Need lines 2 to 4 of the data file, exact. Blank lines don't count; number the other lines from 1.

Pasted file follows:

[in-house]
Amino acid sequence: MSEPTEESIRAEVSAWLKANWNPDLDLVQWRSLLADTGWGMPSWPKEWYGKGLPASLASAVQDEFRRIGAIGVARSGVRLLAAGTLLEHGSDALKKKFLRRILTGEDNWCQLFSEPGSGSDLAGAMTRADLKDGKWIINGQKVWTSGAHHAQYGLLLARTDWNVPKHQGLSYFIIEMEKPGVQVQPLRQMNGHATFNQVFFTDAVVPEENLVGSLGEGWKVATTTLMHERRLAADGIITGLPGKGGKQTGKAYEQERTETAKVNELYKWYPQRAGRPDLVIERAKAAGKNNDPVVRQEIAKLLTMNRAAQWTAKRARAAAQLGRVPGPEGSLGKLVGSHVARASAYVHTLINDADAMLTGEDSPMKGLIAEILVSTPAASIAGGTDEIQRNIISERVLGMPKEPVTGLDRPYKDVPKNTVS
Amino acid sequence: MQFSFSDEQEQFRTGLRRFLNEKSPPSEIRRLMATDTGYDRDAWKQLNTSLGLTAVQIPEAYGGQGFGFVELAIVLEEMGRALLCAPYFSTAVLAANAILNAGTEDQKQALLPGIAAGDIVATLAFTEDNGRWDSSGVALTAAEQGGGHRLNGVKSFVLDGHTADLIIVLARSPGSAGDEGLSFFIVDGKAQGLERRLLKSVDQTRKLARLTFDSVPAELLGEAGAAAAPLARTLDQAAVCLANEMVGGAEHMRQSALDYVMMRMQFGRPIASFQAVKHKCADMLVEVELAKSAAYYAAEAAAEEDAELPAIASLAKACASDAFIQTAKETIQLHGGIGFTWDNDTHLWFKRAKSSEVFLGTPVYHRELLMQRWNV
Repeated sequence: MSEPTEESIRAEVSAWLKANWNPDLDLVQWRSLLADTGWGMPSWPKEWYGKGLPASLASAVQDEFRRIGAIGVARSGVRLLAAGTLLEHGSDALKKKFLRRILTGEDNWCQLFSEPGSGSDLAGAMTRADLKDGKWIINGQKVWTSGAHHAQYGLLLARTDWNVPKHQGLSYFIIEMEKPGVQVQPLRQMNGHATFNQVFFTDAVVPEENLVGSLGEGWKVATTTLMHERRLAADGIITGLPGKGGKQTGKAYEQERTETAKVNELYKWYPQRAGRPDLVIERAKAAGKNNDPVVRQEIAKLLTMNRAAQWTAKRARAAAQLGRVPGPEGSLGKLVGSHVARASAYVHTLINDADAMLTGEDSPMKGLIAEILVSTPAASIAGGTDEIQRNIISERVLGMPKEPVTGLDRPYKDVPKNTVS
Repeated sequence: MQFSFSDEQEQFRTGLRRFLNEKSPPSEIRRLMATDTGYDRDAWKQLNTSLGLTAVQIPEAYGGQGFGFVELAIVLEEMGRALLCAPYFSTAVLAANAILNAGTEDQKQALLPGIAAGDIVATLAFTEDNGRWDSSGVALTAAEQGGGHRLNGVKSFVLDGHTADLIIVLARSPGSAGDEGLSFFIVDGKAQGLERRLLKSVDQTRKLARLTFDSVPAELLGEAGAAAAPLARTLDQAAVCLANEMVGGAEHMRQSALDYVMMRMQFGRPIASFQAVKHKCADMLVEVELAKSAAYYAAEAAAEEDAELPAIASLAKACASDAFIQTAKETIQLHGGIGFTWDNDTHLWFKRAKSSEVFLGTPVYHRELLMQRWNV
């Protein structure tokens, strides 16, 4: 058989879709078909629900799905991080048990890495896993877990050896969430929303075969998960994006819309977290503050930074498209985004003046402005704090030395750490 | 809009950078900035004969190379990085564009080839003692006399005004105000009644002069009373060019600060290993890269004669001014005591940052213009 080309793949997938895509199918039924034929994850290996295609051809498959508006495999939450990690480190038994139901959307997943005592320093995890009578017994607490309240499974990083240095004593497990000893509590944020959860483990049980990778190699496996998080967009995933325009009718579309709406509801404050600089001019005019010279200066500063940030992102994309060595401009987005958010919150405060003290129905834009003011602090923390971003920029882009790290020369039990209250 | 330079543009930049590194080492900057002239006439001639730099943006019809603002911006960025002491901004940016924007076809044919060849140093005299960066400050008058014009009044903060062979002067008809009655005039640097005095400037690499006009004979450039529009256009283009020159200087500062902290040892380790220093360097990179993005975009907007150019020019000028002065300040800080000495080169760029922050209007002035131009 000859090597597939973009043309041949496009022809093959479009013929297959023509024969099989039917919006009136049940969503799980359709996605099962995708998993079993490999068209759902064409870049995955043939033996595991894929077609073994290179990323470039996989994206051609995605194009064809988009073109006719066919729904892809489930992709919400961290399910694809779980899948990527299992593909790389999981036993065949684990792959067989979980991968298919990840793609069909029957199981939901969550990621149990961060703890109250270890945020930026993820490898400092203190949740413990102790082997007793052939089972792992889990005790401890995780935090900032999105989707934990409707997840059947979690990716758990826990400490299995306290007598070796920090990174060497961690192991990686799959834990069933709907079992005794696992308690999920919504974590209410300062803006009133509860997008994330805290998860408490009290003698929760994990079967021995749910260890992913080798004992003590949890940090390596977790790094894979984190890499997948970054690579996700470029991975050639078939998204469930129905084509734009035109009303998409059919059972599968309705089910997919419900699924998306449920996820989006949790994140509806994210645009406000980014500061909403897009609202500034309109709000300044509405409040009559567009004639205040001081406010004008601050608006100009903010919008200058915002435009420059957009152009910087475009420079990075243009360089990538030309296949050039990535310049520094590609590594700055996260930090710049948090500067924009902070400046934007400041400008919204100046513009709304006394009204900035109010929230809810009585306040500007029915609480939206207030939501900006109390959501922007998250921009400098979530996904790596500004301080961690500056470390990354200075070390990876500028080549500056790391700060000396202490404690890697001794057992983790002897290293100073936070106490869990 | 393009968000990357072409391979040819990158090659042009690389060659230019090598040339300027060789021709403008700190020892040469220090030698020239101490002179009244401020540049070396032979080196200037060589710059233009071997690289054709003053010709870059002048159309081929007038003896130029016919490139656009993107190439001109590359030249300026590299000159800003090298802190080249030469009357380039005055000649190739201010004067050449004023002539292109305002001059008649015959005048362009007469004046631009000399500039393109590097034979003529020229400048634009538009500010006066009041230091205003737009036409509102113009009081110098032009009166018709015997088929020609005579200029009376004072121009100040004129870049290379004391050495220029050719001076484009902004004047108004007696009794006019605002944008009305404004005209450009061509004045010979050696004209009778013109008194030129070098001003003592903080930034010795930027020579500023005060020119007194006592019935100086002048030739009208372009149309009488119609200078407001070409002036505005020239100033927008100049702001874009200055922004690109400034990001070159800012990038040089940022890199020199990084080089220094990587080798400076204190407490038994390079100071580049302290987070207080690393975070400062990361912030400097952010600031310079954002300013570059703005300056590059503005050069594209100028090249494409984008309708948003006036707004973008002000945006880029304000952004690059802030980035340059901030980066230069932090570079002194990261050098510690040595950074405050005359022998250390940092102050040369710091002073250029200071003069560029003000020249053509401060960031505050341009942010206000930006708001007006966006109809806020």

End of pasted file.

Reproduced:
Amino acid sequence: MSEPTEESIRAEVSAWLKANWNPDLDLVQWRSLLADTGWGMPSWPKEWYGKGLPASLASAVQDEFRRIGAIGVARSGVRLLAAGTLLEHGSDALKKKFLRRILTGEDNWCQLFSEPGSGSDLAGAMTRADLKDGKWIINGQKVWTSGAHHAQYGLLLARTDWNVPKHQGLSYFIIEMEKPGVQVQPLRQMNGHATFNQVFFTDAVVPEENLVGSLGEGWKVATTTLMHERRLAADGIITGLPGKGGKQTGKAYEQERTETAKVNELYKWYPQRAGRPDLVIERAKAAGKNNDPVVRQEIAKLLTMNRAAQWTAKRARAAAQLGRVPGPEGSLGKLVGSHVARASAYVHTLINDADAMLTGEDSPMKGLIAEILVSTPAASIAGGTDEIQRNIISERVLGMPKEPVTGLDRPYKDVPKNTVS
Amino acid sequence: MQFSFSDEQEQFRTGLRRFLNEKSPPSEIRRLMATDTGYDRDAWKQLNTSLGLTAVQIPEAYGGQGFGFVELAIVLEEMGRALLCAPYFSTAVLAANAILNAGTEDQKQALLPGIAAGDIVATLAFTEDNGRWDSSGVALTAAEQGGGHRLNGVKSFVLDGHTADLIIVLARSPGSAGDEGLSFFIVDGKAQGLERRLLKSVDQTRKLARLTFDSVPAELLGEAGAAAAPLARTLDQAAVCLANEMVGGAEHMRQSALDYVMMRMQFGRPIASFQAVKHKCADMLVEVELAKSAAYYAAEAAAEEDAELPAIASLAKACASDAFIQTAKETIQLHGGIGFTWDNDTHLWFKRAKSSEVFLGTPVYHRELLMQRWNV
Repeated sequence: MSEPTEESIRAEVSAWLKANWNPDLDLVQWRSLLADTGWGMPSWPKEWYGKGLPASLASAVQDEFRRIGAIGVARSGVRLLAAGTLLEHGSDALKKKFLRRILTGEDNWCQLFSEPGSGSDLAGAMTRADLKDGKWIINGQKVWTSGAHHAQYGLLLARTDWNVPKHQGLSYFIIEMEKPGVQVQPLRQMNGHATFNQVFFTDAVVPEENLVGSLGEGWKVATTTLMHERRLAADGIITGLPGKGGKQTGKAYEQERTETAKVNELYKWYPQRAGRPDLVIERAKAAGKNNDPVVRQEIAKLLTMNRAAQWTAKRARAAAQLGRVPGPEGSLGKLVGSHVARASAYVHTLINDADAMLTGEDSPMKGLIAEILVSTPAASIAGGTDEIQRNIISERVLGMPKEPVTGLDRPYKDVPKNTVS